Walter Russel Mead has started teaching Grand Strategy at Bard College. To the end, he's begun a blog entitled StratBlog. A friend sent me the link to one of his articles from which I will post an excerpt below. The whole article may be read here.
The article is about Sun Tzu and the Art of War, and how the way of Sun Tzu was the very opposite of the bureaucratic way Chinese governmental affairs were managed.
Don't play by the other guy's rules. Change the game. If he wants to play poker, play chess. If he wants to play chess, then box.
Since we've examined The 36 Strategies, maybe it's time to begin posting on Sun Tzu's Art of War?
The Art of War comes out of a culture where political correctness reigned: Confucian China attached enormous importance to ideas of correct conduct and correct speech. To do something in the wrong way was to do the wrong thing. Ethical Chinese scholars rejected concepts like the use of deception in warfare and believed that the aim of politics was to establish a benevolent state under a wise and absolute ruler who would use unlimited power to promote the general good.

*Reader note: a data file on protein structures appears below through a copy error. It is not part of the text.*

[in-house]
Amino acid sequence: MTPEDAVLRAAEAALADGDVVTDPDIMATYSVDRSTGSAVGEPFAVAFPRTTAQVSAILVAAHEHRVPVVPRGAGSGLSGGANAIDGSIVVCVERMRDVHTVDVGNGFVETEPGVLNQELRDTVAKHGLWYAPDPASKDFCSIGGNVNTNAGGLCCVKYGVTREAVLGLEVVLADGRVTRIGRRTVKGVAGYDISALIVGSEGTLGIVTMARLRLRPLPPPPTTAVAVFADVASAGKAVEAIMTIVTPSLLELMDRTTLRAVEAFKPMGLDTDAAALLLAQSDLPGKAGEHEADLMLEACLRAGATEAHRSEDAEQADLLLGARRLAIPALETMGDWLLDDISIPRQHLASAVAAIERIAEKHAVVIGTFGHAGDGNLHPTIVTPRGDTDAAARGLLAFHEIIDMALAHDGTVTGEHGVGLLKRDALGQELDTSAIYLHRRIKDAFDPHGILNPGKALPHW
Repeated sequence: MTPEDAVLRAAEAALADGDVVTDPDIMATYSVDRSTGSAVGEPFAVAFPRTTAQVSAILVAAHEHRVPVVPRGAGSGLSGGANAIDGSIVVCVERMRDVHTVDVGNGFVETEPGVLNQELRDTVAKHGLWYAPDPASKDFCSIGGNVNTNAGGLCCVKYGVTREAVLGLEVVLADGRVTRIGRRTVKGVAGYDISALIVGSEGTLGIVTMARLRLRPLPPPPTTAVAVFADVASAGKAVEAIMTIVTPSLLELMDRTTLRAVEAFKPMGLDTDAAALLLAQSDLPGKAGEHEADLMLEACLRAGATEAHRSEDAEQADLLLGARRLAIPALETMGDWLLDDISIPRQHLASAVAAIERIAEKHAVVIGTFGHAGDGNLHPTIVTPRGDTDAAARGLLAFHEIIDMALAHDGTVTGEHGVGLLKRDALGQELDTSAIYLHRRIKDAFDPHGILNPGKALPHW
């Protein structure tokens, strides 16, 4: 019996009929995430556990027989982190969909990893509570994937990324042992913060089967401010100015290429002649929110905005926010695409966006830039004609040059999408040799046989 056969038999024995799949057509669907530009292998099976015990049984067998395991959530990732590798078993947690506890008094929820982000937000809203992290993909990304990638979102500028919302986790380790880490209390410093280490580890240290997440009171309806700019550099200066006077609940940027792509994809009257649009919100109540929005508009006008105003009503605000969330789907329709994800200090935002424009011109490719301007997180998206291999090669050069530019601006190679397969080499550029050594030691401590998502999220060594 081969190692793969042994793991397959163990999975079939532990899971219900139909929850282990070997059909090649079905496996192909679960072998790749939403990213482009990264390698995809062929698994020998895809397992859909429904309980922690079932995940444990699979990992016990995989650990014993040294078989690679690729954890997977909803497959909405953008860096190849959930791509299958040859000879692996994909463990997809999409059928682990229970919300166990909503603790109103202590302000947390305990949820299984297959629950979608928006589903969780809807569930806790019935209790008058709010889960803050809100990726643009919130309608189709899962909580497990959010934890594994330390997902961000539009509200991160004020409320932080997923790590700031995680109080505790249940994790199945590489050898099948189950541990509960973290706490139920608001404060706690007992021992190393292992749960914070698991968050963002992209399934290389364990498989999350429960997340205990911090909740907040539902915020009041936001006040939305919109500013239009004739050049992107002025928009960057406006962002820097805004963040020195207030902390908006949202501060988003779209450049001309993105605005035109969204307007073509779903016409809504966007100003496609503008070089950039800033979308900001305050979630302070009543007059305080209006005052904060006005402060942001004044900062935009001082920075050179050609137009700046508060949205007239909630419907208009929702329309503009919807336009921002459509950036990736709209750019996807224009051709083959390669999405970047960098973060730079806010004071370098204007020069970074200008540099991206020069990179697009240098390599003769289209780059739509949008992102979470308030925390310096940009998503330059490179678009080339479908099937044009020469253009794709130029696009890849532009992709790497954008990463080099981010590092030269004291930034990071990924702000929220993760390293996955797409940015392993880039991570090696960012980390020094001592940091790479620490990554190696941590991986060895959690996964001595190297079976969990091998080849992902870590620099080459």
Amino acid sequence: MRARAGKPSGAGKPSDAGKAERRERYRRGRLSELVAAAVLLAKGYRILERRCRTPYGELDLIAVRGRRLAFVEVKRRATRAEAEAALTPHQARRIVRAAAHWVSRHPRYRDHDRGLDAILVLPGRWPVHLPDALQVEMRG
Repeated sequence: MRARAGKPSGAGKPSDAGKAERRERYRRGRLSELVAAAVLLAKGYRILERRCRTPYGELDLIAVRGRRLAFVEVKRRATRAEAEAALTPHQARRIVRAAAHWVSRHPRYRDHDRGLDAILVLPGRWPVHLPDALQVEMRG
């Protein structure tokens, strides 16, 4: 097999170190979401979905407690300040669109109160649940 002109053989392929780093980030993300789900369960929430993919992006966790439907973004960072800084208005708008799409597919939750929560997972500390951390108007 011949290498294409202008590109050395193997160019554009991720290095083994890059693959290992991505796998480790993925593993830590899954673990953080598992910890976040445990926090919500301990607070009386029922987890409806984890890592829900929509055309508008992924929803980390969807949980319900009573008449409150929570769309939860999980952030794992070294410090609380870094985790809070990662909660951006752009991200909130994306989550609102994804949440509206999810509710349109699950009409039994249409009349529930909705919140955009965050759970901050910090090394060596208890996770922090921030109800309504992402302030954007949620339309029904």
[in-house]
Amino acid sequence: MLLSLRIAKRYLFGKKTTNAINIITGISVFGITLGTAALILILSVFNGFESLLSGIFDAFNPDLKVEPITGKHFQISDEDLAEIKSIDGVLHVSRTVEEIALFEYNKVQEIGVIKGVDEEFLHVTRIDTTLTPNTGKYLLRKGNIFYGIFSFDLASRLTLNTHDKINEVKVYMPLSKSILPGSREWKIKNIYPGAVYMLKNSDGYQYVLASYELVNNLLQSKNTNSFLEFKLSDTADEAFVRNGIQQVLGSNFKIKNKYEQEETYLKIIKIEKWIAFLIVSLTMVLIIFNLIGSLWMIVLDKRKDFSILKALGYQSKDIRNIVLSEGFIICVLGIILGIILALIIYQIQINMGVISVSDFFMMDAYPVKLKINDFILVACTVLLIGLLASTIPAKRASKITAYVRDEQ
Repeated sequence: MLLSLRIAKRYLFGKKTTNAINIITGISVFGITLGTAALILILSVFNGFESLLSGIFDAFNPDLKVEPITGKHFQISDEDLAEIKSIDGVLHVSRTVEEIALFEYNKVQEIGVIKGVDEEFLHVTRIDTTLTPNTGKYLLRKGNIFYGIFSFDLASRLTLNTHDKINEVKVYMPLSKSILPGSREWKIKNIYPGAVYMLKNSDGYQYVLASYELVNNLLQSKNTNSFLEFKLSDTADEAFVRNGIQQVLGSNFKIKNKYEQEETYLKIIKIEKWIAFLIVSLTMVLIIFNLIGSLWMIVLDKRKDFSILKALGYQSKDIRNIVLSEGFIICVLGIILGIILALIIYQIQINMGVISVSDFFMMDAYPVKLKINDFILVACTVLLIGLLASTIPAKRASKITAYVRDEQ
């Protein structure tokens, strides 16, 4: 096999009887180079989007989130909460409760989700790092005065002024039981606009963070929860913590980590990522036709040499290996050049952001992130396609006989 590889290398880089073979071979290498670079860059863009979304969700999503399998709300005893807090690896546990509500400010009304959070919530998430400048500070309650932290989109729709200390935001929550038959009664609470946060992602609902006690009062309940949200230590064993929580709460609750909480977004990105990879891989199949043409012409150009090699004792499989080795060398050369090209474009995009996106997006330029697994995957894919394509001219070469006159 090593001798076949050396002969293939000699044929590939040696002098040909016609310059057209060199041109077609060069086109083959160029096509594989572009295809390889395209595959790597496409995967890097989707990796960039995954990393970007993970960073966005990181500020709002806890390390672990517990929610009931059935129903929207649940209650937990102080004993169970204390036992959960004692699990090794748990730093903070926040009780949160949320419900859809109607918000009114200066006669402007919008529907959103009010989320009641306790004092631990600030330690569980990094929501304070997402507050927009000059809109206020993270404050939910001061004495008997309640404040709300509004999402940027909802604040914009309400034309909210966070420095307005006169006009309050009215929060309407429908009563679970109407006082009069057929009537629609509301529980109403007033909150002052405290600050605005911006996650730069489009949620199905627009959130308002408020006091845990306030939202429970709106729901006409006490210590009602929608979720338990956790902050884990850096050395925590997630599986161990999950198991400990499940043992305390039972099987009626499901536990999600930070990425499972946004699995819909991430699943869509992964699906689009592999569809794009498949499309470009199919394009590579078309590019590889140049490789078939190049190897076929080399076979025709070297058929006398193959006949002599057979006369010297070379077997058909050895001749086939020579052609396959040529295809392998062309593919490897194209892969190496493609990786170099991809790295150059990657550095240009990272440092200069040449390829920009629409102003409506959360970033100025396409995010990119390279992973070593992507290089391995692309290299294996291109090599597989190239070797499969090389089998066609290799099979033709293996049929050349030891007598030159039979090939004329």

It was a culture of bureaucracy and meritocracy. China is famous for inventing the rigorous civil service exam, with posts awarded to candidates based on their demonstrated academic knowledge. By and large the classical works of Chinese literature on the exams celebrated the ideals of propriety, conformity, and respect for the ancient traditions. In the quiet library of Confucian literary studies, The Art of War is like a fart in church.